Thread Rating:
  • 0 Vote(s) - 0 Average
  • 1
  • 2
  • 3
  • 4
  • 5
Cutting the Cord
We are in the process of moving and would like to ditch cable. Need advice from anyone who has successfully done it.

Internet speed required:
Streaming service used:
How much $:
Add on fees, taxes?:
Running it on TV or via Roku etc?:

Needs are simple we need the basics AE, HGTV, QVC, Food Network, Bravo

regional NBC Sports Net, a bonus would be the NHL Network.

I have a few ideas but am looking for input, TIA
I will be watching this close. You can get a lot of channels cheap but a sports package will cost you some no matter how you get it. IMO it was the only thing causing folks to keep cable. Some of what you listed is Warner Media.
I cut the cord years ago. Instead I use the following streaming services:
1) Netflix - (ex-wife's account)
2) Disney Plus (paid for by Verizon)
3) Hulu (paid for by Verizon)
4) HBOMax ($15 a month)
5) Amazon Prime ($160 annual or something like that, probably won't renew though)
and of course live broadcast TV still works great

For sports I used to use but I'm not sure it stlll works.
I'll get there someday. For now I still have the cord as well as a bunch of the streaming services. I locked myself into the Apple ecosystem a long time ago, but luckily Apple TV makes a solid hub.
This is all great,but what do you ya'll use for internet service?internet by itself is about 65 bucks a month here.

Sent from my SM-G973U1 using Tapatalk
(06-30-2022, 04:39 AM)dusterdude Wrote: This is all great,but what do you ya'll use for internet service?internet by itself is about 65 bucks a month here.

Sent from my SM-G973U1 using Tapatalk
Cable internet here and it's more like $85.
Verizon. But at least they give Disney Plus and Hulu as part of the cost.
Internet alone would be $50 ish here.

I'm thinking we're going with that and YoutubeTV for $65


Currently our Comcast with a VOIP phone (which we will drop) is $210 with taxes and fees. UGH
we do youtube tv--it's GREAT

our catv with broadband was pushing 300 per month

now we're around 110 to 120 for youtube tv and broadband

my buddy has some great prices on verizon's FIOS...his might even be cheaper with higher speeds for what idk
I still think it's crazy how much you people need to pay for these things on that side of the pond. Or rather, I think it's a question of how much you're willing to pay to have ridiculous amounts of stuff to watch from the tv. Big Grin

Over on this side a decent internet connection is $20 - $50 depending on the country. Let's say $35 is average. Regular TV is mostly free (as in ad-supported) but crap so no I don't think a lot of people watch it. Most people just have 1-2 streaming services (lets say $15/month/service on average).
So quick maths and the regular home entertainment fees would be something like $50-$65 for the average person here. And of course the internet is used for so many things apart from just entertainment.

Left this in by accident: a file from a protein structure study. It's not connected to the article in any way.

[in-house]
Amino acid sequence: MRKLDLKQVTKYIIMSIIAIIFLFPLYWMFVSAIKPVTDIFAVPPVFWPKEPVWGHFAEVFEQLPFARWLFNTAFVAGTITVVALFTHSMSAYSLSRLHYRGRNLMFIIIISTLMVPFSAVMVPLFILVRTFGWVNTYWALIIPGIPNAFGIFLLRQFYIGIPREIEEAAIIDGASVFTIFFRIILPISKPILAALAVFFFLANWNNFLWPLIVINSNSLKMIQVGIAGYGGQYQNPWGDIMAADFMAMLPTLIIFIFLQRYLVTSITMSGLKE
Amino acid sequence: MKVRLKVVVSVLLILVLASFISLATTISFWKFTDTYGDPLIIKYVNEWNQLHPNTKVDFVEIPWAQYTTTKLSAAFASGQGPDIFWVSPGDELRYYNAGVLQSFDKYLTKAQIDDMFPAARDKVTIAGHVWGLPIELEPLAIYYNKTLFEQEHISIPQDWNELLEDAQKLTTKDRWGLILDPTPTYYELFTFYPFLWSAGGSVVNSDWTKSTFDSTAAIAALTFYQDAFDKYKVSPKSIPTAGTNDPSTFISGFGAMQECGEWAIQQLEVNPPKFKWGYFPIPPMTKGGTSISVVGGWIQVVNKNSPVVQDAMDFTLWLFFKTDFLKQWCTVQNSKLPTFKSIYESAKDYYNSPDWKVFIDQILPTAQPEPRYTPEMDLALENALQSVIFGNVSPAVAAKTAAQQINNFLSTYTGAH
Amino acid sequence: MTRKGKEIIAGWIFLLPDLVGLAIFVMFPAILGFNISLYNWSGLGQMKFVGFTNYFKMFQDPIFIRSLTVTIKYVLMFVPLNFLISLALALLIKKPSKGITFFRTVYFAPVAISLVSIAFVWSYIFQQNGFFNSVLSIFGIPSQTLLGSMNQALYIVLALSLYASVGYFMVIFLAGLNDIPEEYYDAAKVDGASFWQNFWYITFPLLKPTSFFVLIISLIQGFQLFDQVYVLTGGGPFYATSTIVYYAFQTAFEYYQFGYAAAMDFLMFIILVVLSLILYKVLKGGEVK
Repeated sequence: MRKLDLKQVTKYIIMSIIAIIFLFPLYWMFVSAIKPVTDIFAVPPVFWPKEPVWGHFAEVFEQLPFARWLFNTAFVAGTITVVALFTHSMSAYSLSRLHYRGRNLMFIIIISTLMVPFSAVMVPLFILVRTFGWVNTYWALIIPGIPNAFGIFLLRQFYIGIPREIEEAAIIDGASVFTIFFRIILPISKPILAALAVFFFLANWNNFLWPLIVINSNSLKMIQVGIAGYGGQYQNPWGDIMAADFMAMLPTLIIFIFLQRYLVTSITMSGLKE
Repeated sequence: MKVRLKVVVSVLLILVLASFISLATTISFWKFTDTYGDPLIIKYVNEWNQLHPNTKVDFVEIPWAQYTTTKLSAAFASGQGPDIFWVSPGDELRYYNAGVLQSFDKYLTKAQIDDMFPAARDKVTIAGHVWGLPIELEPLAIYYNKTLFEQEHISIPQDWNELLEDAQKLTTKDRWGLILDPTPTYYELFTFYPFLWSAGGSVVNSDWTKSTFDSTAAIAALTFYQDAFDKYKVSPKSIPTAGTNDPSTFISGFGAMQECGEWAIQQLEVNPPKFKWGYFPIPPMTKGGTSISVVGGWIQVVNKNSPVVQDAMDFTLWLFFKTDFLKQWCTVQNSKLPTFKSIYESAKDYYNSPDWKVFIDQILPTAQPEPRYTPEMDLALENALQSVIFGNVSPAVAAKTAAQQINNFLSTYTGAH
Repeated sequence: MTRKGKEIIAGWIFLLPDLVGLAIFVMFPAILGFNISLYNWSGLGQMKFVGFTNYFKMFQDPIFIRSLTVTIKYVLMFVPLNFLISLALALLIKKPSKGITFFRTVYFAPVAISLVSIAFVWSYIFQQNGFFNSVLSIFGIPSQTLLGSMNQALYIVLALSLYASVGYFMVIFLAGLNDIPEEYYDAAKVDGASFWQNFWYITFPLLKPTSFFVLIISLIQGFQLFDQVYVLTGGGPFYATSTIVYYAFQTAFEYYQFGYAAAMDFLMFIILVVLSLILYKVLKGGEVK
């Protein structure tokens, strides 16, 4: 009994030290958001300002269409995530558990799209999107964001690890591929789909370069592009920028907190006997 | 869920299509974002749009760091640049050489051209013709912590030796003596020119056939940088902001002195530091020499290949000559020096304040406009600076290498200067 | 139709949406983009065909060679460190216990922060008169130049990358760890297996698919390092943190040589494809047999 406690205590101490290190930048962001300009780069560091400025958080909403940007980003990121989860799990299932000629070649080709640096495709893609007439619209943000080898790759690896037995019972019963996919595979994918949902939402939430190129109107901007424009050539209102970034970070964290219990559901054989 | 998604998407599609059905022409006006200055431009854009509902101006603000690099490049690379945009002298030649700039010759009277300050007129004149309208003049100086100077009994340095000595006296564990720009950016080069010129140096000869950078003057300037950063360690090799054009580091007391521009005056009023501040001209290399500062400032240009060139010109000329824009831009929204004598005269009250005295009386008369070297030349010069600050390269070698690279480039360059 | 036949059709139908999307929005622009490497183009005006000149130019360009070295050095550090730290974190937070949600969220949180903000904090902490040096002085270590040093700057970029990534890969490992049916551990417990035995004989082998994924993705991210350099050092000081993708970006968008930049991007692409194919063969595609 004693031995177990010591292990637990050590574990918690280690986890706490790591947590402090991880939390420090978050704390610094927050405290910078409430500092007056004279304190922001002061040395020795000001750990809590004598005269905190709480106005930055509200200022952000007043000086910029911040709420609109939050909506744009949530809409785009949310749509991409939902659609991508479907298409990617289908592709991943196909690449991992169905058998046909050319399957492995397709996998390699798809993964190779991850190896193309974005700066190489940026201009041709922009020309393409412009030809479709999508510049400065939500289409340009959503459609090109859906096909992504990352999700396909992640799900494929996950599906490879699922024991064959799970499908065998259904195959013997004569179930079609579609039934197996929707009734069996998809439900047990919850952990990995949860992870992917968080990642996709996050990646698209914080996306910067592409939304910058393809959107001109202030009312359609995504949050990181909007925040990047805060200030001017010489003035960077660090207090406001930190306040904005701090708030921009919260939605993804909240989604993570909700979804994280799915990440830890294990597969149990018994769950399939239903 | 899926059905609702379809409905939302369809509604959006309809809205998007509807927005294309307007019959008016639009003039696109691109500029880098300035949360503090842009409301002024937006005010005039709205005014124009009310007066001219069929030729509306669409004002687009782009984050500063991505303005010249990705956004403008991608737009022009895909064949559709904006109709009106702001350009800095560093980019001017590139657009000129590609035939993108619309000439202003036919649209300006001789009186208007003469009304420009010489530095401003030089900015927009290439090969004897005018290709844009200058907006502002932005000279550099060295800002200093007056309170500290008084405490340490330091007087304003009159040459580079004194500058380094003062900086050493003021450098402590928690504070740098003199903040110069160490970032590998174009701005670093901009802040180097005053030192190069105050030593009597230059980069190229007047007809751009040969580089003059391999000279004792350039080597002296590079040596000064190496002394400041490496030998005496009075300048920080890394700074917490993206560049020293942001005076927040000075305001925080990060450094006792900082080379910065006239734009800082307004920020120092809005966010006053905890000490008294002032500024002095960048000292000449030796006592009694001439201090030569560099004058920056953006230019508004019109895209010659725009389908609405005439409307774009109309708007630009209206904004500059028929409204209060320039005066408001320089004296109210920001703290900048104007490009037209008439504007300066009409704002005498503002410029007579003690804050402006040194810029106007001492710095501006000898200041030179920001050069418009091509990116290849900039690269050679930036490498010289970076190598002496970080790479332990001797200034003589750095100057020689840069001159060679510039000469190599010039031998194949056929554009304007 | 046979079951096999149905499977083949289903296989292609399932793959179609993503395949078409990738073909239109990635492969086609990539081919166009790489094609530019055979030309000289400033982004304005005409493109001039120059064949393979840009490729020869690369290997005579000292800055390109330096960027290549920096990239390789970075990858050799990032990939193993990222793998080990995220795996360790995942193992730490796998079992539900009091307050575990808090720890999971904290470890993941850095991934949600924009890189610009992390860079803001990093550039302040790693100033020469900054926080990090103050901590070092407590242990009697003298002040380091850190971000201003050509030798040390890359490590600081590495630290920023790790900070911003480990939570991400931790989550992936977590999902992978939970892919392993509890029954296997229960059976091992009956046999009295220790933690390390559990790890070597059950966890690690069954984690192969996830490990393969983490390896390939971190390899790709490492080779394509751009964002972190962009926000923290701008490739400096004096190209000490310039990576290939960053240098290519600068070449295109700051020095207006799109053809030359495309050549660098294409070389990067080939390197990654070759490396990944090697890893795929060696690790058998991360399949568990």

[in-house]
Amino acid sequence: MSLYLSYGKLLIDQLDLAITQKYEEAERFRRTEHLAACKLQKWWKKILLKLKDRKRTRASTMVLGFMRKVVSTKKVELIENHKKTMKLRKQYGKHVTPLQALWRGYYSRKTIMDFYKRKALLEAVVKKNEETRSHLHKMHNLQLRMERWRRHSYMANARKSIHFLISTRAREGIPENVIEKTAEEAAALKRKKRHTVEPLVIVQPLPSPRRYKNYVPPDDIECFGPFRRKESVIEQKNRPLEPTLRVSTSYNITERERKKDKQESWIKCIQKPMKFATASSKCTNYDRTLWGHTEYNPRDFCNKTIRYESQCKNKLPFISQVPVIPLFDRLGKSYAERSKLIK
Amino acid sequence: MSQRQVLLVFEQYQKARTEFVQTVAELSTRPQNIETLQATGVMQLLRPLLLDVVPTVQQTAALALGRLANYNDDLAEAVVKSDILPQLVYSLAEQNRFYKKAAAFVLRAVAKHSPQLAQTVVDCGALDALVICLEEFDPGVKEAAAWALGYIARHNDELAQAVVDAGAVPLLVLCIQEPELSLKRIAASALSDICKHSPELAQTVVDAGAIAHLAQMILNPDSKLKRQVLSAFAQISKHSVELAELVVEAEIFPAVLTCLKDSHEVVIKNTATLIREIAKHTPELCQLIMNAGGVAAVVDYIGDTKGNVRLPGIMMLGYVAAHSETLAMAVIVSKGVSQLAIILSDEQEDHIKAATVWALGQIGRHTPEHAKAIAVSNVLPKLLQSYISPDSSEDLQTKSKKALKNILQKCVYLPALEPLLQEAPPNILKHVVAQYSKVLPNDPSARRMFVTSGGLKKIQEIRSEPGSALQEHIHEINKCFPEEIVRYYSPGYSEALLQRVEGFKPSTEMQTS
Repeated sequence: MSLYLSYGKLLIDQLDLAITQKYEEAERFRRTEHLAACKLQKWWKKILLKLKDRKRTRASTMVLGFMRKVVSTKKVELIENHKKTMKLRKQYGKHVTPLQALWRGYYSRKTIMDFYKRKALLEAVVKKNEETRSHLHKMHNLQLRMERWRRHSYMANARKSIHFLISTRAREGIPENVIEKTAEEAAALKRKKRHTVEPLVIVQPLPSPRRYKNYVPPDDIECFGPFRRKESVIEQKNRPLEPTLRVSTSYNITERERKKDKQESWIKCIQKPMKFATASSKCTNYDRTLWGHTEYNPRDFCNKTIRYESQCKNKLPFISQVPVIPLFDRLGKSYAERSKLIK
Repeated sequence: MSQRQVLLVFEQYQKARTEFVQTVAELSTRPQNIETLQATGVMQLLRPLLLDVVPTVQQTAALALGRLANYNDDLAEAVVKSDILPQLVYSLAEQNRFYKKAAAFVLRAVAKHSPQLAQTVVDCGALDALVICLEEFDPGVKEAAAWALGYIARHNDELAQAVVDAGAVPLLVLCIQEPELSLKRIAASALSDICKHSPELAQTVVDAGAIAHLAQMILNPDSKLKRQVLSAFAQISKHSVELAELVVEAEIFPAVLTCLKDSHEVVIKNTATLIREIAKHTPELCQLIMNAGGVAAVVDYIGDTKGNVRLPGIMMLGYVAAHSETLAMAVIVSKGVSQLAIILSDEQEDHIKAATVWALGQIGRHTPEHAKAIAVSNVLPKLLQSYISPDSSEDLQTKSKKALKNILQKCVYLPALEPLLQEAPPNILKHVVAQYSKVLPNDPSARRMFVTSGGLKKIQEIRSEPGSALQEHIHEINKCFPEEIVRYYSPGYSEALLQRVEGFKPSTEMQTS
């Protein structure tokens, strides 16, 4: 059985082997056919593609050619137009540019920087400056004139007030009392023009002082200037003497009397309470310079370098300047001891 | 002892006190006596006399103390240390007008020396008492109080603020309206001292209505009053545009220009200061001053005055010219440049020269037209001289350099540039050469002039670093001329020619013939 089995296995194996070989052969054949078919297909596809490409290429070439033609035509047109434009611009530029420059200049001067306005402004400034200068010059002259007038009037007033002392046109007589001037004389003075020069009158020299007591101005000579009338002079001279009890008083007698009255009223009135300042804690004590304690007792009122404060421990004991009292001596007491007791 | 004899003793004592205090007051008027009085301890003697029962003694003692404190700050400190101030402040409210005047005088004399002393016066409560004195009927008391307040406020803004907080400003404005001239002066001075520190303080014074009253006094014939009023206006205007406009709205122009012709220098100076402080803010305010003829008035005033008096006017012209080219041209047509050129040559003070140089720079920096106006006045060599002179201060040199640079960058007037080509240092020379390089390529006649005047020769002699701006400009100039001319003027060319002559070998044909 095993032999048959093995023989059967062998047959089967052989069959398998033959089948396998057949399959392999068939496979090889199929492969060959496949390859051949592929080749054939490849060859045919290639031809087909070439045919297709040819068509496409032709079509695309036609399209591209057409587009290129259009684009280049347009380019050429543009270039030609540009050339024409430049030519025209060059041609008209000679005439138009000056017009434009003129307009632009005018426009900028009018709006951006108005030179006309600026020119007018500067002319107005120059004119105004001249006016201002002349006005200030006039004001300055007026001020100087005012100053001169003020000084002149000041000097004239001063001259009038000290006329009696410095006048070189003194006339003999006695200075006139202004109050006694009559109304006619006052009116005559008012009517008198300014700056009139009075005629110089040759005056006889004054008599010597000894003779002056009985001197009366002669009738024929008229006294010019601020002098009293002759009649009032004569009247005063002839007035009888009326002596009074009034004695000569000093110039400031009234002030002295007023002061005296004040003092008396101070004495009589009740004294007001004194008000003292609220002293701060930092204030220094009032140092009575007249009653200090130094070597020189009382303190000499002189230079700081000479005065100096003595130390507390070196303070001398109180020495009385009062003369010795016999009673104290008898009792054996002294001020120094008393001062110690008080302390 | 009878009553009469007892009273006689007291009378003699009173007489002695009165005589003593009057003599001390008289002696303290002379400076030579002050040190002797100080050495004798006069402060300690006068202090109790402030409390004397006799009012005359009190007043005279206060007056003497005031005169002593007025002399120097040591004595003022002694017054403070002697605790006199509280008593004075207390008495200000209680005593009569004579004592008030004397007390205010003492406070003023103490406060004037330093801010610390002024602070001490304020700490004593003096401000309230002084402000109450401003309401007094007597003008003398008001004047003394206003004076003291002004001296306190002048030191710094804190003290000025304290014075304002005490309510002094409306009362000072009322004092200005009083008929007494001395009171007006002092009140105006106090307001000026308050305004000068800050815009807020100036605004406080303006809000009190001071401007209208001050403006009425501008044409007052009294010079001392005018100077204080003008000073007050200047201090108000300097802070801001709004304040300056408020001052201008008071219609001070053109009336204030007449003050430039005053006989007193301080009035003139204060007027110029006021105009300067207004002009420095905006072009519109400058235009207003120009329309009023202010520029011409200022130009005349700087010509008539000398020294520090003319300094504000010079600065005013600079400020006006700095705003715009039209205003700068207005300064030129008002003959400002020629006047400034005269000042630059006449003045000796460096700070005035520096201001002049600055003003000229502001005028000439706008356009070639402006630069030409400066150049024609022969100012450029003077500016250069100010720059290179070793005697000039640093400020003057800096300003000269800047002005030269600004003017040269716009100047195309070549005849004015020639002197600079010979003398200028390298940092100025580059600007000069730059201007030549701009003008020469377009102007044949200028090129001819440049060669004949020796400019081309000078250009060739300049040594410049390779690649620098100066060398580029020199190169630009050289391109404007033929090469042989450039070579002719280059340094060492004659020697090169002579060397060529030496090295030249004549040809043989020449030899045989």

Also, regarding streaming services, I found that it's worth it to keep switching around. Many services have some great things to watch, but they rarely have a ton of good stuff. So consider something like: 2 months of Netflix, then hop over to Disney+ for 2 months, then to HBO for 2 months. And once that is done, Netflix will already have some new content that you wish to see so you can restart the cycle. While it can be a bit of a hassle, usually cancelling and renewing your subscriptions doesn't take more than a few minutes. Well worth it to cancel when you've seen everything you want to see and to subscribe again later, this way you can indeed pay for only 1-2 streaming services instead of paying for 4 or more each month. It definitely adds up.
You don't even want to know how stupid high cable got if you allowed it. It was easy to pay $150/mo and that did not include a sports packages you might want to add. Streaming is a great deal by comparison. For many of us internet is an overpriced monopoly that has to be considered
Ahh so if internet is more like a monopoly then that explains it.
Over here it's essentially so that you can pick from several different providers, regardless of how far in the woods you live.
Of course certain providers will have better coverage in the middle of nowhere, and if you want fiber then your choices are quite limited if you are outside of a city.

So the majority of the people have the choice between several providers, all of which can offer you roughly the same service. That definitely helps to keep the price down. Over at my previous home country, it was common practice for your current service provider to just price match any offer you got from their competitors. So that really helped because you were almost happy to get a call from an internet sales person, you didn't even need to switch to another provider, just get their best offer on paper and forward it to the customer service of your current one with a "thinking of switching because I want to save $5/month, but I do like your service... perhaps there is something we can do to make me stay with your company?" and voila, cheaper internet! Big Grin

Users browsing this thread: 1 Guest(s)